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Keeping Organic Strong: Changes in organic regulations and farming practices
National Organic Standards Board

Fall 2011 NOSB Livestock Recommendations

Over the past several years, the Livestock Committee has engaged in an extensive dialogue with organic community stakeholders to develop clearer and more enforceable poultry production standards. A very wide variety of poultry production operations are certified under the current standards which many organic advocates maintain are too vague to meaningfully differentiate between organic and industrial systems. The key issues within the animal welfare considerations include how much space to require per bird both within the poultry house and outdoors, when and how to provide birds access to the outdoors and what environmental conditions must be maintained when birds are outdoors. Currently certified operations range between near continuous confinement systems housing upwards of 100,000 hens to houses with 10,000 – 15,000 birds and seasonal access to adjacent fields to chicken tractors that move 100 birds to new grass every day.
The Livestock Committee brought a detailed recommendation to the full NOSB that contained quantitative as well as qualitative standards to provide poultry with indoor and outdoor environments that protect the birds’ welfare and allow them to consistently and meaningfully express their natural behavior. The recommendation requires that laying hens (birds raised for eggs) receive a minimum of 2 sq. ft. per bird indoors and between 2 and 5 sq. ft. outdoors. The recommendation also requires that chicks raised as laying hens begin to receive access to the outdoors no later than 16 weeks of age. Broilers, which are raised for meat and have a very different life cycle than layers, must receive a minimum of 1 sq. ft. for up to 5 pounds of birds indoors and outdoors. The layer and broiler space requirements, as well as the qualitative conditions in the recommendation for ensuring that birds do in fact go outdoors, represent significant upgrades to the conditions maintained by the majority of currently certified poultry operations.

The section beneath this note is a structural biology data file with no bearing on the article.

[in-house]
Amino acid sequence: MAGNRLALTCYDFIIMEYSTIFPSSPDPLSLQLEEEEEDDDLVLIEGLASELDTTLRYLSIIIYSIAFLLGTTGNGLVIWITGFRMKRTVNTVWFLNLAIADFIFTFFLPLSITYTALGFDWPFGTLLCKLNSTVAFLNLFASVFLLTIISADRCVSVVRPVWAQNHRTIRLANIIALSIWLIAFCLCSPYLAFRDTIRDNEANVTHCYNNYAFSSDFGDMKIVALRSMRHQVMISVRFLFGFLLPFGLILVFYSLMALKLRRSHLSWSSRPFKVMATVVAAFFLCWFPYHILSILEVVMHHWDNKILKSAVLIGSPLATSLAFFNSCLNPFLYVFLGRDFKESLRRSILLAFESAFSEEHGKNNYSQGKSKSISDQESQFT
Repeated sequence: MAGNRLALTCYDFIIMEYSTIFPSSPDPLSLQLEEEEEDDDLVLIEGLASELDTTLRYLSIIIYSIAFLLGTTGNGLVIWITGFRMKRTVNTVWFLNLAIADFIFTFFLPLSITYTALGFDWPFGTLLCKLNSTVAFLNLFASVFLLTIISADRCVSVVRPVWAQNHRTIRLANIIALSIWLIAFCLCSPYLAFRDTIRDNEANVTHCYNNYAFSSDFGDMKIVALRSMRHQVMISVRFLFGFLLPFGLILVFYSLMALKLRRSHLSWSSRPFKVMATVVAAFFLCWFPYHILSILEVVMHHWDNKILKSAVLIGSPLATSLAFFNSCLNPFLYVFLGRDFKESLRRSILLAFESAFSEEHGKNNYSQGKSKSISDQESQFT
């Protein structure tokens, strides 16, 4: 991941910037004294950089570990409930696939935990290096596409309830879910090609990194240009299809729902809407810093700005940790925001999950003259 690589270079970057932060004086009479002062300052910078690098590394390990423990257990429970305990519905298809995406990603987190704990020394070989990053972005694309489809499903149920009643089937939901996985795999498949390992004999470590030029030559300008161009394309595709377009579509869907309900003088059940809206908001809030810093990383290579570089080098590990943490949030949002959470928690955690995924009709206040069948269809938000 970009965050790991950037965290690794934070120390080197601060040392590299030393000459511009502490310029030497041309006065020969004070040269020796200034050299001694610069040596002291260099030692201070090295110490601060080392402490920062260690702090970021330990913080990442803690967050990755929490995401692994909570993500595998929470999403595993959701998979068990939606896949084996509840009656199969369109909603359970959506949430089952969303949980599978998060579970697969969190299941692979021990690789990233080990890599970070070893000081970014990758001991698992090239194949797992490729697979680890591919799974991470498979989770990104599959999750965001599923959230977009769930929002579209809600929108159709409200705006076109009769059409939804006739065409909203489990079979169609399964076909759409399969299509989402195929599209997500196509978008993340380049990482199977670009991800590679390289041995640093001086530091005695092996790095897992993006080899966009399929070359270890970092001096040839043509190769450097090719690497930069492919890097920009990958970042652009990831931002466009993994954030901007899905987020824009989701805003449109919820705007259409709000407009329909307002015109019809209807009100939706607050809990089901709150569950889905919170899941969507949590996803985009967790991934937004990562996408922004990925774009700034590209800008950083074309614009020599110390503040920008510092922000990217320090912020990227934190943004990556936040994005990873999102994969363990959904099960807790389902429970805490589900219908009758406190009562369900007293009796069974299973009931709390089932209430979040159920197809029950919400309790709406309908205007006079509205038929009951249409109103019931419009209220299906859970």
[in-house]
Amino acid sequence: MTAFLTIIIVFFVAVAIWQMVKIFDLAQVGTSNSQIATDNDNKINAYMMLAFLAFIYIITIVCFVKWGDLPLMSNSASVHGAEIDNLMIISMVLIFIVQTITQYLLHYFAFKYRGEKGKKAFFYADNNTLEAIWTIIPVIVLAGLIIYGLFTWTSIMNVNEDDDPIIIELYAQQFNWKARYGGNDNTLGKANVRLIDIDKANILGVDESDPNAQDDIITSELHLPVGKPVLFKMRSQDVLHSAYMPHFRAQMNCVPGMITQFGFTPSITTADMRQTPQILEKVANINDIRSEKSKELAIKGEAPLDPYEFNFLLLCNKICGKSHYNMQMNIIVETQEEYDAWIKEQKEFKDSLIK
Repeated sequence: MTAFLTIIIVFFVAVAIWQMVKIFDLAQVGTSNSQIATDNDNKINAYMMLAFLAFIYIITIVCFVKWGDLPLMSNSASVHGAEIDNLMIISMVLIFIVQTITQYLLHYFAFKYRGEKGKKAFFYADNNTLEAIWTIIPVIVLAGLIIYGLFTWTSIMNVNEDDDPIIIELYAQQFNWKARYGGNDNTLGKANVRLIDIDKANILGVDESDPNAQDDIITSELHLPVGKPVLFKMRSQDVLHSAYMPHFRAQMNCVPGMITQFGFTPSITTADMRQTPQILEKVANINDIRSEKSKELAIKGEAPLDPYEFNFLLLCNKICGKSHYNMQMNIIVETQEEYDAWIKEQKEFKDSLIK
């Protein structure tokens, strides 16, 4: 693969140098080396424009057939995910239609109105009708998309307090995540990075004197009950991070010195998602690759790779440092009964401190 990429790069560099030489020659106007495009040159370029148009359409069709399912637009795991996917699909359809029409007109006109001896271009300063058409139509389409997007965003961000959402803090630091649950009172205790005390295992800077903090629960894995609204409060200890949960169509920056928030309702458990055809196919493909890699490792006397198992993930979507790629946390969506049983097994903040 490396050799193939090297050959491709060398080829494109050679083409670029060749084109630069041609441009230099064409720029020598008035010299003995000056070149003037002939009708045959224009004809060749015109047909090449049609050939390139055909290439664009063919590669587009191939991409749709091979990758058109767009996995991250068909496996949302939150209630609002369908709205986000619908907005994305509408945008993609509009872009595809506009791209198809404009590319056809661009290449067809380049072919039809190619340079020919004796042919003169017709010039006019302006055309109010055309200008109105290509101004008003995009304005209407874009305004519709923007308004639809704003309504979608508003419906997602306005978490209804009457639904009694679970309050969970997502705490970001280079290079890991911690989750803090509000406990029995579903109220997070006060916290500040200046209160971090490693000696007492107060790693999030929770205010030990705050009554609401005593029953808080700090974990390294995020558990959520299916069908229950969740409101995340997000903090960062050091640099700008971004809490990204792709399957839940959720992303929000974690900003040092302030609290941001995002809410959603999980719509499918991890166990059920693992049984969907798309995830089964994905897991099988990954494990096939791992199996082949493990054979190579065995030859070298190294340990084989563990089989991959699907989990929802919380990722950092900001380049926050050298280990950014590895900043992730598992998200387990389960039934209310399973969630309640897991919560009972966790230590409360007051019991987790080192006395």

The Livestock Committee also included in its animal welfare recommendation detailed standards for organic pork production. As with the poultry recommendations, these standards strengthen the connection between raising pork and providing meaningful access to an outdoor environment suitable to the animals’ welfare and natural behavior. The recommendation requires that pork receive access to pasture with a minimum of 25% vegetative cover during the grazing season while acknowledging that swine need to root as well. The Livestock Committee brought a second recommendation to the NOSB entitled Animal Handling and Transport to Slaughter.  This recommendation contains detailed, species-specific requirements addressing when and how livestock may be transported (for example, sick animals must not be moved) to safeguard animal welfare and how to protect organic integrity during such processes.

The NOSB unanimously adopted the both the Animal Welfare and Stocking Rates and animal Handling and Transport to Slaughter recommendations. While the Livestock Committee will continue to work on guidance documents related to these recommendations, the focus for upgrading organic livestock production standards now shifts to the NOP which must draw upon the NOSB’s work in implementing new rulemaking procedures.

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